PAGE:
From the Coalition for Clean and Safe Ports, October 19,2009
          
Against the backdrop of the East Coast’s largest trade complex, New York Mayor Mike Bloomberg and Newark Mayor Cory Booker on Sunday jointly announced their support of the Port of Los Angeles’ Clean Truck Program, the nation’s most successful program ever for reducing toxic truck emissions. Their endorsement before dozens of local port drivers, community residents, environmental advocates and labor leaders included a call for Congress to ensure an obsolete law cannot be used to roll back LA’s clean-air progress or deter other ports from following suit.
 
“For too long we’ve been offered a false choice between economic growth and environmental sustainability,” said Mayor Bloomberg. “From our Million Trees program to our Greener, Greater Buildings Plan, we have proven in New York City that we can provide economic opportunities while advancing our environmental goals.  Today, I am calling on Congress to support legislation that will empower ports to implement the LA Clean Truck Program, an innovative initiative that will create good, green jobs and improve the quality of the air that New Yorkers breathe.”
 
Big-city mayors on both coasts have now pushed for changes to federal law to remove any doubt that local officials have the legal authority to address the market failures that have spiked public health and poverty statistics to crisis proportions and have earned America’s seaports the notorious reputation as the place “where old trucks go to die.”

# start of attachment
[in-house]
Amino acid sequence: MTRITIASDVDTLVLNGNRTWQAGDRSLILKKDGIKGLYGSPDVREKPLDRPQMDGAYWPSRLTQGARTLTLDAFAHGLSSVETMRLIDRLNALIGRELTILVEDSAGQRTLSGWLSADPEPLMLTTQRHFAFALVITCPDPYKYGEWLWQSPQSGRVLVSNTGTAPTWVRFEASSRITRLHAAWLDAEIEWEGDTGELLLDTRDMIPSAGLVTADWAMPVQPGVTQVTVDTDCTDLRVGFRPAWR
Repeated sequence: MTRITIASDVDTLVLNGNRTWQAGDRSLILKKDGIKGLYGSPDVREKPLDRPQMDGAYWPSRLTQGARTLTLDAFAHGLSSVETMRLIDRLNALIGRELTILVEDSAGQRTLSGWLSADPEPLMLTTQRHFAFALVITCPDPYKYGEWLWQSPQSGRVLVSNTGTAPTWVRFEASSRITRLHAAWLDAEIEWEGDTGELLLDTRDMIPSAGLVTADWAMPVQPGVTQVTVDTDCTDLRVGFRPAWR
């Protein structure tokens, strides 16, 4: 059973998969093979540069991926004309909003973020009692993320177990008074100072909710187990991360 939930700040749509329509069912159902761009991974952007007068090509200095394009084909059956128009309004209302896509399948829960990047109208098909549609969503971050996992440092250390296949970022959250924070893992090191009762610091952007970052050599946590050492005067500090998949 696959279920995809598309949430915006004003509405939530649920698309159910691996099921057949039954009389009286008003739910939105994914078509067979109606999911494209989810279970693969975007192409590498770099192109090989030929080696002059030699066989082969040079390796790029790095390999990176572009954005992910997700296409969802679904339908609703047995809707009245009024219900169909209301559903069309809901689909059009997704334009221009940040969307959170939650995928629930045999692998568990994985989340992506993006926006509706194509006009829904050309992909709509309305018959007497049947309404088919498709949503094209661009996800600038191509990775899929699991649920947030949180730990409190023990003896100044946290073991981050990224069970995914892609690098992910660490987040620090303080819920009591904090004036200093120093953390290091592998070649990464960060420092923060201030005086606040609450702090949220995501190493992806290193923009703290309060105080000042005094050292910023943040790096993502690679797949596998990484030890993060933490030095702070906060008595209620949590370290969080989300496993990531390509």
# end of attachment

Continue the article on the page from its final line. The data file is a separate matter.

Earlier this week Oakland Mayor Ron Dellums also expressed his willingness to educate Congress on the need to amend the Federal Aviation Administration Authorization Act, the arcane 20th century statute that the Beltway-based American Trucking Association has argued in court preempts critical components of the green-growth model developed under the leadership of Los Angeles Mayor Antonio Villaraigosa.
 
“Newark’s residents and port workers disproportionately bear hazards from pollution caused by outdated diesel trucks that transfer cargo shipments,” said Mayor Booker. “I applaud the Port Authority efforts to enhance air quality such as their program to replace over 600 of the oldest most polluting trucks with newer models, but much more needs to be done to reduce greenhouse gas emissions and improve air quality. I urge Congress to support changes in federal legislation that would enhance the ability of our nation’s ports to effectuate policies to improve air quality and protect public health.”
 
The LA Clean Truck program transfers the responsibility for reducing air pollution from low-wage workers to companies that legitimately employ their drivers and invest in and maintain clean, green trucks. In exchange, the firms are awarded powerful financial incentives and access to the terminal gates. In 12 months, small and large companies alike have seen the economic advantages of environmental stewardship, and have invested over $500 million in low-emission fleets. Nearly 6,000 new clean-burning vehicles are on Southern California’s roads, moving nearly 70 percent of all cargo – three years ahead of schedule to meet emission-reduction targets.